Although the potential causes of IBS may overlap in an individual and vary in importance between patients, increased sensitivity to pain and altered intestinal motility are the main factors that contribute to IBS symptoms, especially abdominal discomfort and diarrhea.3,7,8 Previous studies have reported an association between pain episodes and the motor activity of jejunum.911 Abnormal colonic motility has also been suggested to provoke abdominal pain in patients with IBS.7,8,12 Based on these results, antispasmodics have been widely used for symptomatic relief in IBS patients. Antispasmodics, a group of drugs which directly affect the smooth muscle or cholinergic receptors, are believed to reduce IBS-related pain by the inhibition of intestinal contractile pathways. Additionally, they improve bowel habits by decreasing colonic transit and, thereby, reduce bowel movement.8,13 Previous meta-analyses have shown that antispasmodics provide significant benefit in abdominal pain and improve overall IBS symptom.14,15 However, a number of reviews have reported that the efficacy of antispasmodics are questionable in patients with IBS because most studies were conducted decades ago and did not meet the current requirements for high-quality trials in IBS.1618 Phloroglucinol, a phenol derivative with non-specific antispasmodic effect, acts directly on the smooth muscle. Phloroglucinol leads to muscle relaxation by inhibiting voltage-dependent calcium channels19,20 and has none of the anticholinergic side effects associated with the other classes of antispasmodics.14,15,20 In a previous study, phloroglucinol reduced motility of rectosigmoid following a test meal21 and inhibited colonic phasic contractions promoted by glycerol injection into rectum without affecting colonic tone.22 However, previous data regarding the efficacy and safety of phloroglucinol in patients with IBS are very limited despite its widespread use. Therefore, we aim to evaluate the efficacy and safety of phloroglucinol in patients with diarrhea-predominant IBS (IBS-D) in a randomized, double-blind, placebo-controlled trial.

Materials and Methods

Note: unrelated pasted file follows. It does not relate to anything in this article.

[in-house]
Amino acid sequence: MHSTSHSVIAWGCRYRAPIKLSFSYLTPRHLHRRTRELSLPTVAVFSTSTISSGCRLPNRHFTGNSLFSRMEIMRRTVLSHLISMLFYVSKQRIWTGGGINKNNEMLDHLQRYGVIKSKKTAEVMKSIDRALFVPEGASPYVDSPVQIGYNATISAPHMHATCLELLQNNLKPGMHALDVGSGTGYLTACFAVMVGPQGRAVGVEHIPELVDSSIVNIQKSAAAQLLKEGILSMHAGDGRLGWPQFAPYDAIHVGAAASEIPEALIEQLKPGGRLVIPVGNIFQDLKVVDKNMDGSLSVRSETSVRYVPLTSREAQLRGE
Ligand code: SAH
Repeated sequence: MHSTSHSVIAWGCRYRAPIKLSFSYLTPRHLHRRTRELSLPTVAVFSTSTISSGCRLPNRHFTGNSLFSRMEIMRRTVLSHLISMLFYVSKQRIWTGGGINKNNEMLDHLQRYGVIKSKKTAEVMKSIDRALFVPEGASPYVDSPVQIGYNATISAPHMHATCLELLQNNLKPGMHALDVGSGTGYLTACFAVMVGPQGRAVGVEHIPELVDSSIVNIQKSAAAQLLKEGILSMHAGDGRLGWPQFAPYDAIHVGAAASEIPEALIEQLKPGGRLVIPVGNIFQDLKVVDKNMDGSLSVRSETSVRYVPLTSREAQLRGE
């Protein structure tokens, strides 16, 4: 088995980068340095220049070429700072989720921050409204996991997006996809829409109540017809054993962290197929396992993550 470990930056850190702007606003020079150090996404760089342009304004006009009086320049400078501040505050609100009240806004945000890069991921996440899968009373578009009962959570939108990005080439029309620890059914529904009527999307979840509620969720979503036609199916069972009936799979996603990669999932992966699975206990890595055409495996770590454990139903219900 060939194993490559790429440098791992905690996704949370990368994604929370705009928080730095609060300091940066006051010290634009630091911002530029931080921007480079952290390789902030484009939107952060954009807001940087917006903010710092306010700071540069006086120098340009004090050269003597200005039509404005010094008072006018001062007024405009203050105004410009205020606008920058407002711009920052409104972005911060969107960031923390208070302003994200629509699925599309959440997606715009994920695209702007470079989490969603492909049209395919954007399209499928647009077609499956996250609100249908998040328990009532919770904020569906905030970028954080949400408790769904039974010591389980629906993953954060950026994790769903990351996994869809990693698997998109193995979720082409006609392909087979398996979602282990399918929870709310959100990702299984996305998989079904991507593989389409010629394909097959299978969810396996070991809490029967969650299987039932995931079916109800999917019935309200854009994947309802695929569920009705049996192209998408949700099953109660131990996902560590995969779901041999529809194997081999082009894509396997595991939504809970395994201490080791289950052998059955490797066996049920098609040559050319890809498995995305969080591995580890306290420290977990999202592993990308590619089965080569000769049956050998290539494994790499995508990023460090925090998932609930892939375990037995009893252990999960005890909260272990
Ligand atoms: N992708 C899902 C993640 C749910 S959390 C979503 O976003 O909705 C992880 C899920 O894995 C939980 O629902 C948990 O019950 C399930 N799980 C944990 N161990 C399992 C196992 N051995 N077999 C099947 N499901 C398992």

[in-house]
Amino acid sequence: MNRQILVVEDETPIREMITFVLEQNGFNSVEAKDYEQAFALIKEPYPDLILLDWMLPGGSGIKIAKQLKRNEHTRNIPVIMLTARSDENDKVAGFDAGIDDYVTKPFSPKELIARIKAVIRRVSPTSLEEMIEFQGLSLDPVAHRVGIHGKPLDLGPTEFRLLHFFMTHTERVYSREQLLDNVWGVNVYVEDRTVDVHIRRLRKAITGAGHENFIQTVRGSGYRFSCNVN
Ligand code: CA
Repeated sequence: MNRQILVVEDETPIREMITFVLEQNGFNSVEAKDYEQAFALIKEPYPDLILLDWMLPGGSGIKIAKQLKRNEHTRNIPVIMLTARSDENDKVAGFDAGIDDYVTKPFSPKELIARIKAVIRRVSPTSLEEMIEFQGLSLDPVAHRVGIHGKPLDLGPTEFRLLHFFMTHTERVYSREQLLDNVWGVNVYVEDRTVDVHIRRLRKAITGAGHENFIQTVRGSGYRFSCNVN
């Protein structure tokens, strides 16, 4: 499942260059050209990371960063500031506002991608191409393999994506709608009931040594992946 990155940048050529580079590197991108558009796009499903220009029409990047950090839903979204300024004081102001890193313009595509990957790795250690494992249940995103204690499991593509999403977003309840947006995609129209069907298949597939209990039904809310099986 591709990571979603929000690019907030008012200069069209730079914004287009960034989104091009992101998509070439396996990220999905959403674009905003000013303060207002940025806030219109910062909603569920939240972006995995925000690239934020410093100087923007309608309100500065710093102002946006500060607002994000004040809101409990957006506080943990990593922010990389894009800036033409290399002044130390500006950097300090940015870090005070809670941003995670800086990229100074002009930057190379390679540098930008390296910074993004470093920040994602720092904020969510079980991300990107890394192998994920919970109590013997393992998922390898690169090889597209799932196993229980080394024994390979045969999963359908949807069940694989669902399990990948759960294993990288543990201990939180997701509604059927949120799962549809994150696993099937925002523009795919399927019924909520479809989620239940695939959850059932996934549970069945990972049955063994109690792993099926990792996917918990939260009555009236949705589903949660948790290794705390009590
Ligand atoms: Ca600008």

Patients were enrolled from the gastroenterology clinic from September 2009 until October 2010. Based on the inclusion and exclusion criteria, experienced gastroenterologists evaluated patients for eligibility at a screening visit. Patients between the ages of 18 years and 65 years who met the Rome III criteria for diagnosis of IBS-D and who showed normal colonoscopy findings within the previous 5 years were eligible in the study. Patients with the following clinical features were excluded: hypersensitivity to phloroglucinol, its derivatives, and other antispasmodics; pregnancy or lactation during the study period; history of drug or alcohol abuse 6 months prior to screening; abnormal results from screening laboratory tests with clinical relevance for study participation; severe medical disorders (liver disease, heart disease, renal disease, endocrine disorder, neurological disease, and malignant tumors); other GI diseases that may explain the patient’s symptoms, as judged by the researcher; symptoms that may indicate other severe diseases, such as GI bleeding, weight loss, or fever; history of glaucoma or benign prostate hyperplasia; history of psychiatric disorder; history of other abdominal surgery, except appendectomy and operation for hernias; consumption of corticosteroids, nonsteroid anti-inflammatory drugs, or other anti-inflammatory drugs 2 weeks prior to screening and throughout the study; use of drugs that may influence efficacy evaluations, such as probiotics, antibiotics, prokinetics, antispasmodics, or anti-depressants 2 weeks prior to screening and throughout the study; participation in other clinical trial within 3 months before the start of this trial; or judged ineligible by the investigators. All patients were able to understand the study protocols, and written informed content was obtained from each patient prior to commencement of the study.